Commenting causes a compile error (unterminated string literal in comment)

I wanted to reference a ruby snippet in a comment, like such (simplified):

(* [1,2,3].map {|n| n + 1} *)
let x = (( + ) 1) [ 1; 2; 3 ]

To my surprise the comment caused a compile error!

I found a few github issues, closed as this is expected behavior.

I’m posting here for 2 reasons:

  1. to document a workaround for my use-case
  2. to ask why this feature exists?

So, after a bit of digging, and after having understood the behavior, I realized that I should “simply” make my whole comment a string literal, like such:

(*{| [1,2,3].map {|n| n + 1} |}*)
let x = (( + ) 1) [ 1; 2; 3 ]

In my case, I could also do that but that’d be super confusing.

(* [1,2,3].map {|n| n + 1} *)
let x = (( + ) 1) [ 1; 2; 3 ]

Commenting causing a compile error is very surprising


The reason is the ability to put comment delimiters around a well-formed block of OCaml code to get a well-formed comment. For example, suppose you have

let s = "*)"

The goal is that

(* let s = "*)" *)

should be well-formed. (Do not let the syntax highlighting confuse you.)

Unfortunately, this motivation only extends to OCaml code and not to arbitrary code from any other language, hence why it breaks when you try to comment out a block of Ruby code.

By the way, you could also written your comment as

(* [1,2,3].map { |n| n + 1 } *)
1 Like

Why would we want well formed OCaml inside a generic comment?

I was under the impression that there was already a special comment syntax for code blocks.

    let incr = ( + ) 1

vscode gives a semi-working syntax highlighting + type info on mouse hover when we put these special delimiters.

Thanks, I did think about it :slight_smile:

Often, you just want to comment out a block of code in the process of developing. For example, because the compilation temporarily breaks, or because you want to test a variant. Sure, you could completely delete this block of code rather than commenting it out, and then use your favorite revision control software to later recover the original code, but that would be needlessly tedious.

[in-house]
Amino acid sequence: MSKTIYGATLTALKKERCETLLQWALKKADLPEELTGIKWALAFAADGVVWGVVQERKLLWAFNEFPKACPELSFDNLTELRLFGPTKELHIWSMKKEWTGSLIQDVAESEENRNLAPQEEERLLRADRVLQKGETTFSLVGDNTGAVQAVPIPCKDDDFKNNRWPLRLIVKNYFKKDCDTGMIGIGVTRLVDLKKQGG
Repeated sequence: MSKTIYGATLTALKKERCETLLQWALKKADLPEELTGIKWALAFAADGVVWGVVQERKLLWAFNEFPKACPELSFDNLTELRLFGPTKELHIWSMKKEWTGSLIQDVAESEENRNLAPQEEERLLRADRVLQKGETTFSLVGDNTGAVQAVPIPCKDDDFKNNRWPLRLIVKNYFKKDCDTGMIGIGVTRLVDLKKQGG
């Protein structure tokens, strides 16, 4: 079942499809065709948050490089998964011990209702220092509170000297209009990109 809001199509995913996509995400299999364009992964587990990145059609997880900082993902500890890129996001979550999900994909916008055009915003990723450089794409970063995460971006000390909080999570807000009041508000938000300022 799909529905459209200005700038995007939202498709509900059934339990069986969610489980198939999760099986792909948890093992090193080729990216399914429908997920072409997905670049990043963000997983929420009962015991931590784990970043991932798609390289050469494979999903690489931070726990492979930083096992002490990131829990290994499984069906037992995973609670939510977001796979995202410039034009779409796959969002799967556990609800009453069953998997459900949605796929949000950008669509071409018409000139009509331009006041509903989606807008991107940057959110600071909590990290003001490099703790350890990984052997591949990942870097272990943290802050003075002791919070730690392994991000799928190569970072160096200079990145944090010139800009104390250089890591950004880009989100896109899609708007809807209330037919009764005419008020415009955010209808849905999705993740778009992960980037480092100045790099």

So, a good programming language needs the ability to comment out whole blocks of code. Now, the question is whether standard comments should be used for this purpose or whether a special syntax should be added. For example, in C, you cannot use standard comments (/* ... */) to comment out a block code; you need to use #if 0 ... #endif instead. For OCaml, the choice was made to use standard comments.

1 Like

Which is only a problém if the language - like OCaml - doesn’t have single line comments. Yes, there has been a time, when most editors/IDEs didn’t have a “comment out región” command.

Is there a chance that OCaml ever gets these? This is one of the small papercuts that make OCaml unpleasant to use.

With single-line comments you would have to comment out one line at a time. Every line will be in the diff. With multiline comments you just need to change two lines (at most).

And that’s exactly what I want and why I do not like to see multi-line comments used for that.
The only time when multi-line comments are to be used is for multi-line prose or to make inline comments like

let f x (* x is an int *) = 2 * x

Mmm I think that’s necessary only for nested comments.

I agree it’d be nice if OCaml were to support single line comments.

I personally like to have both

No. For example, the following code has no nested comments, yet you would have a hard time enclosing it in /* ... */:

char const *regex = "^[^/]*/\\(.*\\)$";